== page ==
No More Excuses

Occasionally I find a bug in someone's module and post a patch or a bug report. About half the time, the bug is fixed and the new module is released in less than a week. Could be better, but not too shabby. However, about the other half of the time the bug either goes unanswered, or I hear back from the module author that the patch needs to wait until some big release that they are waiting on. I hereby declare bullshit on that. Dist::Zilla makes it so ridiculously easy to push out a release that there is no longer a reason to wait on pushing a bugfix release immediately.

I've been using Dist::Zilla for over a year. And lots of people have been blogging about it lately. Ricardo has managed a masterpiece with Dist::Zilla. What used to be a pain in the ass to package up a module and test it for the release process is now a 30 second operation.

Recently a colleague of mine submitted a patch for [REDACTED so not to embarass the author] and was told that the maintainer couldn't put out a release for a month or so because of some other stuff he'd like to get into the next release. Another friend of mine submitted a patch to another module author 5 months ago, and has emailed him personally several times there-in, and didn't even get the courtesy of an email response. In the past week I've gotten bug report, 1 documentation patch, and 1 request for enhancement. I was able to put out a new version of each of those 3 modules the same day it was requested. Granted, I happened to have the few minutes needed to resolve the request in each case, but Dist::Zilla is the real reason I was able to achieve it.

If you are a module maintainer, and you're lucky enough to get someone to send you a patch, take them up on it. Sure you have to vet it, and sure it may not be up to your standards, but they put in the effort understand your module enough to fix one of your bugs, or add a feature for you, so you can put in the effort to apply the patch and type "dzil release".

Everybody has lives, and nobody has enough round tuits. All I'm saying is that if you switch your module to using Dist::Zilla, it only takes 1/4 of a tuit to put out a new release. Then you have no more excuses for not accepting patches in a reasonable amount of time.


Releasing is only one part of the problem. Dzil certainly helps, but it takes a fair bit of work to grok it and get started with using it.

However, the other problem is repository management. If you're neck deep in major refactoring, and someone sends you a patch against the last version, it's somewhat annoying to go back in history, apply the patch, and then forward port it.

This can be made easier by doing all such changes in a branch, but I doubt most module authors maintain that sort of discipline except when the distro has multiple authors (like Moose or Catalyst).

It's easy to make a release (my own Module::Release was making it easier before dzil was around). That is, once all the files have the content you'd like them to have, it's easy to package it and send it to CPAN.

However, getting the content right in all the files is the tricky part. Often the patches I get are band-aids that don't solve the real problem or solve it in a way that causes problems for other parts. Usually the patches I get don't come with tests or documentation. These little bumps mean I need to wait to deal with it until I have time to see what's going on and verify that the new code isn't going to cause problems for other people.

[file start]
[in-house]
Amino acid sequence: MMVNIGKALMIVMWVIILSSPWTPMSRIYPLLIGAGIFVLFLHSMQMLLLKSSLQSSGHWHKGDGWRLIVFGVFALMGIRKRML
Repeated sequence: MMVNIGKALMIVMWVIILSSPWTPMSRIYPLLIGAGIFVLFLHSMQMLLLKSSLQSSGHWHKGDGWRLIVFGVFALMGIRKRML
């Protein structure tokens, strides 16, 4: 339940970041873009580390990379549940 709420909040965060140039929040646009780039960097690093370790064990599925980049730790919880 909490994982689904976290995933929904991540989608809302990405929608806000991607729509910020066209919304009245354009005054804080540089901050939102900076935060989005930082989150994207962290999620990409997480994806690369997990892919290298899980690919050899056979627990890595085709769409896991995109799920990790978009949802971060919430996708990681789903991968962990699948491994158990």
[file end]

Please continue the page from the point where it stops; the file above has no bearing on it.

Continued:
You say that they took the time to "understand your module enough", but I often find that is not the case. They understand enough to fix their particular issue, but that's often not the real, more general issue that causes the problem.

In reality, my most often response to patches are "Can you put this in RT", followed by "Can you send me a pull request in github?" Patches reported to my personal email get dealt with like all of my other personal email, which is the worst way to do anything.

I don't think dzil helps to solve any of this in any way. It's just a tool.

Well, JT, I don't think you have enough information to say "most of the time", or to judge the patches I get, or to even assume that I'm not releasing modules based on patches I get. Don't generalize your experience to the experience of other people. Don't mistakes reasons for excuses.

If I can apply the patch and release, I do. If it takes more work, things get held up. Release tools do not fix that. I call bullshit on making this a black-and-white issue, and setting dzil up as a strawman.

You can say that dzil has helped you, but it doesn't follow that dzil solves every other problem.

I don't have time to upload several dozen repositories to Github in one swoop, much less convert their build systems to dzil. With that said, those repos which I have migrated are substantially easier to manage for small patches like you suggest.

I think dzil goes further than other release systems have in automating away everything that can possibly be automated, but in a well-compartmentalized, re-usable way.

My experience echoes JT's. Pretty much every loose end or rough bit that might convince me to procrastinate cutting a release is gone. Bump version numbers? Automated. Update Pod with version? Automated. Timestamp the Changes file? Automated. Check everything into git? Automated. Run t/ tests? Run xt/ tests? Automated. Push tags? Automated. Upload? Automated.

All I have to focus on is the code. Yes, other tools do some or even all of this, but never as smoothly as I've found dzil to be. It doesn't remove technical barriers, it removes psychological barriers.

Of course patches sent against older commit points are a pain, but letting them sit longer makes the problem worse. And patches without docs or tests should get thrown back to the submitter for revisions.